But that's certainly not to say that one couldn't (or shouldn't) enjoy, appreciate, and viably carry and use a Hi Power-if cognizant of it's limitations.

I certainly welcome comments and further discussion.

Best, Jon

Last edited by JonCombatCdr; 05-09-2014 at 02:26 PM.
  #2  
Old 05-08-2014, 08:20 PM
chuntaro chuntaro is offline
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Maybe last year or early this year, Jason Burton showcased a 9mm CommAnder he did for a customer. In addition to the great pictures they post from Heirloom, there was an interesting narrative as to why he and the customer determined the Commander met the individual needs of the customer better than the hi power.
  #3  
Old 05-08-2014, 08:26 PM
Matquig Matquig is offline
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FWIW, I found it interesting that my alloy framed Hi Power came in very close to weight and general handling to my polymer framed Walther P99. Sure there are other differences, but given the slight change of weight, the Hi Power didn't give up too much to the obviously lighter poly guns.
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  #4  
Old 05-09-2014, 02:43 AM
Spook410 Spook410 is offline
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Mapping a FN High Power to LEO procurements and military trials is like assessing a Porsche against rental fleet requirements.

It makes more sense to ask what an individual needs and wants since that's the market FN supports with this pistol. Large organizations are focused on cheap and sturdy. Individuals, at least most that I've seen around here, are looking for quality and what they shoot best.
  #5  
Old 05-09-2014, 05:24 AM
HPwhit HPwhit is offline
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My critique of the disadvantages would be....

- There is no need to ever de-cock a Hi Power, unless you are unloading it.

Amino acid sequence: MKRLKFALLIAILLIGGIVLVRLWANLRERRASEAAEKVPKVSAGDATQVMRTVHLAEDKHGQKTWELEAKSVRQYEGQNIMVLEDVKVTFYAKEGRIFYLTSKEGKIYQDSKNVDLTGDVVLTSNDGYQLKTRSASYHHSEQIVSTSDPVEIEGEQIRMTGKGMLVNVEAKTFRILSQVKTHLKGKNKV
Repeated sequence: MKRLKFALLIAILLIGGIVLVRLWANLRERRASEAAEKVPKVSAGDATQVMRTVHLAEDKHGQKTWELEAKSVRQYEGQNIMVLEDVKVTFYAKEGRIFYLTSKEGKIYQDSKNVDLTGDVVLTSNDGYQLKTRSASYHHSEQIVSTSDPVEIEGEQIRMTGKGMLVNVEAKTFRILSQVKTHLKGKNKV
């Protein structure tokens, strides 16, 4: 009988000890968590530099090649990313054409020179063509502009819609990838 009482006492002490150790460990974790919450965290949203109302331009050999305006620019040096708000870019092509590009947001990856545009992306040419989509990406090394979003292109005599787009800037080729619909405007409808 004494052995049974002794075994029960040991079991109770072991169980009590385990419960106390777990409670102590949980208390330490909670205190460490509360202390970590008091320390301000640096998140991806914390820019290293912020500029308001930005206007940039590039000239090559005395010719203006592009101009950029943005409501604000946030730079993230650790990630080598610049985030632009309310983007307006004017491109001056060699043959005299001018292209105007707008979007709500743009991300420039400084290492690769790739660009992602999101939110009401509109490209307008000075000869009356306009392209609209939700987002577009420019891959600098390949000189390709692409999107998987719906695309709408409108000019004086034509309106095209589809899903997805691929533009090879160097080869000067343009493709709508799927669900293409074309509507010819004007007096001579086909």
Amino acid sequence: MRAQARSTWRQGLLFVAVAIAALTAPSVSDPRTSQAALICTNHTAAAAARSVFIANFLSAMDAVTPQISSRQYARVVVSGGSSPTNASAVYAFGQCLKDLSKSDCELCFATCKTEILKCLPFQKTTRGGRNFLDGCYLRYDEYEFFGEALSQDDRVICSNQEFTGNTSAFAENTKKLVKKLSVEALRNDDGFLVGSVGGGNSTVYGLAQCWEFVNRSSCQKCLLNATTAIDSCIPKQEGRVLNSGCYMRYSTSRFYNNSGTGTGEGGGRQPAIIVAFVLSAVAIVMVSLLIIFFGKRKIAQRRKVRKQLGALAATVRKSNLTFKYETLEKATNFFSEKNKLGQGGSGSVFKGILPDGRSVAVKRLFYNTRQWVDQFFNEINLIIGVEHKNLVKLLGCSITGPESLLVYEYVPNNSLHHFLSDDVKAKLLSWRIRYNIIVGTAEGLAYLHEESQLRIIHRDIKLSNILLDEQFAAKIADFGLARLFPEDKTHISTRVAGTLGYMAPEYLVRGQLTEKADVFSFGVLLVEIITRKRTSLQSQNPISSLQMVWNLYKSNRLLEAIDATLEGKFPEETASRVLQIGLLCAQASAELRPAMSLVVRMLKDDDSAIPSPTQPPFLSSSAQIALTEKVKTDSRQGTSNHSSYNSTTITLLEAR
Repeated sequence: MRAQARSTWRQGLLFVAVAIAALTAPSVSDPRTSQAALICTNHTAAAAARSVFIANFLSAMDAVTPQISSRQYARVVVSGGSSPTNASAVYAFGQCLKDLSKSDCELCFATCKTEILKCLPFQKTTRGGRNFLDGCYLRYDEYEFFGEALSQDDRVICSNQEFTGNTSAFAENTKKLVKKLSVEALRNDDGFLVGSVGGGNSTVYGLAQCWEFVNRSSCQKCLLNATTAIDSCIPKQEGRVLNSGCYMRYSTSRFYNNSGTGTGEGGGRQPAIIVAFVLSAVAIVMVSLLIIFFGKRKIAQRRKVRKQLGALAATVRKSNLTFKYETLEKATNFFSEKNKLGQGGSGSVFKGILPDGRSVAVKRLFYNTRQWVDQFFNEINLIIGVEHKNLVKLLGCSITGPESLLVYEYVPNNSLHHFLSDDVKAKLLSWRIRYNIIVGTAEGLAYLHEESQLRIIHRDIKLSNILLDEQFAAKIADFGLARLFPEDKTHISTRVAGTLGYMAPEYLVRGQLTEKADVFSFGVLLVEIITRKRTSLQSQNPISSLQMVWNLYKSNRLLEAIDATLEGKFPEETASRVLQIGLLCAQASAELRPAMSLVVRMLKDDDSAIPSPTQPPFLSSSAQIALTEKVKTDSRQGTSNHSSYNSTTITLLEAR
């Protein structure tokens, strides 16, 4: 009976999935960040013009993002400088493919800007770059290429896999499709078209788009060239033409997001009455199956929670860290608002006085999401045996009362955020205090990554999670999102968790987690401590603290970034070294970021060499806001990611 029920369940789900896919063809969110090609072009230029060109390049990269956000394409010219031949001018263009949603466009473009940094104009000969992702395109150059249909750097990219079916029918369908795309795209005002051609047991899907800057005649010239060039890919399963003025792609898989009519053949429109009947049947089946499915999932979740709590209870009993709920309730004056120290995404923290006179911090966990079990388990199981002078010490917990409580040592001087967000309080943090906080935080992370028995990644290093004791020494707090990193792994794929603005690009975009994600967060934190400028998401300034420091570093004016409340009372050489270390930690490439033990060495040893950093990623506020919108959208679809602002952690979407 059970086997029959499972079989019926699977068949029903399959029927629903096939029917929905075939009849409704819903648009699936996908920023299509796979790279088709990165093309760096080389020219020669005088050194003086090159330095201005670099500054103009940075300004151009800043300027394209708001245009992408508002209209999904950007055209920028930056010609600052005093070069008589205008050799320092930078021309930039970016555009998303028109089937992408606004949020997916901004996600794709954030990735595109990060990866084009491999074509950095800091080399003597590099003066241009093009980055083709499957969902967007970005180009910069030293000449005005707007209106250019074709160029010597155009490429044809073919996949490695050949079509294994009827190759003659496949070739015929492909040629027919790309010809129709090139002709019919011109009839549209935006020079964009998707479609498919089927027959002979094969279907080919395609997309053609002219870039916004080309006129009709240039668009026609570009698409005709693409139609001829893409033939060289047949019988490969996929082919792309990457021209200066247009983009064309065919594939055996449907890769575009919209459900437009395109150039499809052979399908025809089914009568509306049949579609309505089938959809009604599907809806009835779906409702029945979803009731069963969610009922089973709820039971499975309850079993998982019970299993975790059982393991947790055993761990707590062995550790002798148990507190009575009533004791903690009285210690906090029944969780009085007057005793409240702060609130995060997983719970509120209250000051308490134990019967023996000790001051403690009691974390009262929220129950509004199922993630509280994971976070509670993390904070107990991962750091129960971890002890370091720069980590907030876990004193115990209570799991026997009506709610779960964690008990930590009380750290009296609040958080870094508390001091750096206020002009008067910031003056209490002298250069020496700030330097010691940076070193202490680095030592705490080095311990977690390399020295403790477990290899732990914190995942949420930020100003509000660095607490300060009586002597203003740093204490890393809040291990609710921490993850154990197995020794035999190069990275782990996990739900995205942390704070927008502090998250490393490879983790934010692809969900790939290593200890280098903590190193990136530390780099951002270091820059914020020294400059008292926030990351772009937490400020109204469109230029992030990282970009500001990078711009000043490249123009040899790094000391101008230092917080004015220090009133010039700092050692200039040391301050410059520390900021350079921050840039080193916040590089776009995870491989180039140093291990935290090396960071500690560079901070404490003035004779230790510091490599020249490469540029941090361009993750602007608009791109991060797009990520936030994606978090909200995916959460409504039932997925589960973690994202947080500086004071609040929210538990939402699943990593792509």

- How is the slide release not as ergonomic as other pistols?
- I would argue the trigger of the HP is tougher to detail strip than most other handguns, but not the rest of the gun.

A lot of your criticisms are spot on though, especially the price points, what I believe is the major reason why a lot of countries are discontinuing their Hi Power arsenals.
  #6  
Old 05-09-2014, 07:32 AM
silversport silversport is offline
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Jon,

...as always well thought out and lots of information in your post-thread...

Spook410...isn't the reason for being a P-35 Military or law enforcement???...

Bill
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  #7  
Old 05-09-2014, 11:28 AM
chuntaro chuntaro is offline
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Here is post one of the thread by Jason Burton. I hope the pictures come out when linking a single post.

https://forums.1911forum.com/showpost...34&postcount=1

Organizational one size fits all requirement? A LE organization should have a flexible policy that allows an individual to maximize fit, hit potential and confidence. A military organization that wants to decock safely on a live round can buy Sig. Do not try to decock any polymer safe action pistol on a live round of which I have any knowledge. Unload the hi power or return the safety to the on position. No reason to decock a single action sidearm on a live round unless it is a revolver.

Adrenalin overdose....a seven to ten pound hi power trigger in single action is safer to handle than a stock five pound safe action pistol trigger.
  #8  
Old 05-09-2014, 01:37 PM
Spook410 Spook410 is offline
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Quote:
Originally Posted by silversport View Post
Jon,

...as always well thought out and lots of information in your post-thread...

Spook410...isn't the reason for being a P-35 Military or law enforcement???...

Bill
Absolutely Bill. It met and exceeded LEO and Military requirements like no other pistol in the 1930's.

Today, newer materials, computer aided design, and evolved manufacturing processes make other pistols cheaper for organizations to buy and own. However, that doesn't mean it isn't the best choice for a given individual. Individuals don't have to be as concerned about logistics and 5th grade reading level capabilities for care and handling (that's a current DoD requirement and a reasonable one). If I were to modify that list for what an informed individual cares about, most of the benefits would stay and many of the disadvantages would go away. Make it a custom hi power, and still more of the disadvantages are addressed.
  #9  
Old 05-09-2014, 02:16 PM
eicas eicas is offline
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Quote:
Originally Posted by chuntaro View Post

Adrenalin overdose....a seven to ten pound hi power trigger in single action is safer to handle than a stock five pound safe action pistol trigger.
Absolutely. Lots of OIS reports to back this up too.

In the end, its all about training. Whether its a DA, DA/SA, SA or striker fired.

You will default to your lowest level of training. And if that level is woefully inadequate....well.
  #10  
Old 05-09-2014, 04:11 PM
JonCombatCdr JonCombatCdr is offline